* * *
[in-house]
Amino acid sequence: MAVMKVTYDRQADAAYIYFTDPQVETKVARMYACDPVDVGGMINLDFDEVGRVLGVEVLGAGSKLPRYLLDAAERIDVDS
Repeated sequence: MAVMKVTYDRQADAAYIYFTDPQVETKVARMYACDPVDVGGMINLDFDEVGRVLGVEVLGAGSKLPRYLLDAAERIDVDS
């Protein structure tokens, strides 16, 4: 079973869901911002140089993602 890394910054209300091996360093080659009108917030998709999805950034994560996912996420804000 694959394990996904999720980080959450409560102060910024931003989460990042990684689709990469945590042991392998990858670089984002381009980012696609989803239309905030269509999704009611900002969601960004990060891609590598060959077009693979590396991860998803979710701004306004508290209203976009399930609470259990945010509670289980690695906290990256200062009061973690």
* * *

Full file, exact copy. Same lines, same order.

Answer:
[in-house]
Amino acid sequence: MAVMKVTYDRQADAAYIYFTDPQVETKVARMYACDPVDVGGMINLDFDEVGRVLGVEVLGAGSKLPRYLLDAAERIDVDS
Repeated sequence: MAVMKVTYDRQADAAYIYFTDPQVETKVARMYACDPVDVGGMINLDFDEVGRVLGVEVLGAGSKLPRYLLDAAERIDVDS
């Protein structure tokens, strides 16, 4: 079973869901911002140089993602 890394910054209300091996360093080659009108917030998709999805950034994560996912996420804000 694959394990996904999720980080959450409560102060910024931003989460990042990684689709990469945590042991392998990858670089984002381009980012696609989803239309905030269509999704009611900002969601960004990060891609590598060959077009693979590396991860998803979710701004306004508290209203976009399930609470259990945010509670289980690695906290990256200062009061973690």